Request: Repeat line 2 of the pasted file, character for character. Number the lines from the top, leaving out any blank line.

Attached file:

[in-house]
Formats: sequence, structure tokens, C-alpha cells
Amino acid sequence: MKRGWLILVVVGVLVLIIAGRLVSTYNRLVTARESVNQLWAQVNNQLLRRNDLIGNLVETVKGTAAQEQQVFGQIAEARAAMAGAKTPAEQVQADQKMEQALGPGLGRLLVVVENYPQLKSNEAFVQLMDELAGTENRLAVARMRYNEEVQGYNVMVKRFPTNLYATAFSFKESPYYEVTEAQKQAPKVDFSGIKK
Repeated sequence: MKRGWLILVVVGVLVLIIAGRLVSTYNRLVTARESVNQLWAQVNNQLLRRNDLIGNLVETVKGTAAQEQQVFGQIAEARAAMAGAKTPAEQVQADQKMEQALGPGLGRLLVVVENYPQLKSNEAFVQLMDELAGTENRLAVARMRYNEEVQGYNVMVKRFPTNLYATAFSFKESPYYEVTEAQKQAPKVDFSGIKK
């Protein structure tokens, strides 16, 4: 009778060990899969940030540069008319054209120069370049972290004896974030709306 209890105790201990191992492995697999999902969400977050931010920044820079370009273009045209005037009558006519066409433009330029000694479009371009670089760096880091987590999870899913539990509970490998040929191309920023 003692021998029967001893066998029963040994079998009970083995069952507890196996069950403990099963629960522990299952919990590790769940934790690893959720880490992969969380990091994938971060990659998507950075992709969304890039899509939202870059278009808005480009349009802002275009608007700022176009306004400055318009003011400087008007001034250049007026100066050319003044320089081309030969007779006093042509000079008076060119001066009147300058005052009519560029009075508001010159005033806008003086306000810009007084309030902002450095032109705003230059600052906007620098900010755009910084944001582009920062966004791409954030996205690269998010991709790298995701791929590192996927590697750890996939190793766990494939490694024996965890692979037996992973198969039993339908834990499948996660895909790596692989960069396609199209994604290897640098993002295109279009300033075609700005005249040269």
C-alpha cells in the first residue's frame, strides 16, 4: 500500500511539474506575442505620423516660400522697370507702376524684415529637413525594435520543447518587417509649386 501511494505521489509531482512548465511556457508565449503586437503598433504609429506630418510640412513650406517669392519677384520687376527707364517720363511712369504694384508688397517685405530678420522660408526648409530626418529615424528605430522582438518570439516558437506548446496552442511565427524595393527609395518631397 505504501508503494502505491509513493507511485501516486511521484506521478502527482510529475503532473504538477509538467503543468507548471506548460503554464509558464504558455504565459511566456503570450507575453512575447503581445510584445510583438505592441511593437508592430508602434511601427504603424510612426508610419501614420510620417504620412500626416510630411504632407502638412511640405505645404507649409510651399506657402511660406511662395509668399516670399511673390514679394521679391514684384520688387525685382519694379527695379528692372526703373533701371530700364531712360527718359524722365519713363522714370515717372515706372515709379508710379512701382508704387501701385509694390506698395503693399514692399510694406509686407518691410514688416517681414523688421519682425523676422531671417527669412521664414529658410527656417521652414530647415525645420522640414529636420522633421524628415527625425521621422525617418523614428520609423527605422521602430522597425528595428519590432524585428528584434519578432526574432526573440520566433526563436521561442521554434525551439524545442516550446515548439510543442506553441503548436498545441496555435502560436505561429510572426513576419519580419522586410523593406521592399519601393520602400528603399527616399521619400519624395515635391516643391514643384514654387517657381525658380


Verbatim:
Formats: sequence, structure tokens, C-alpha cells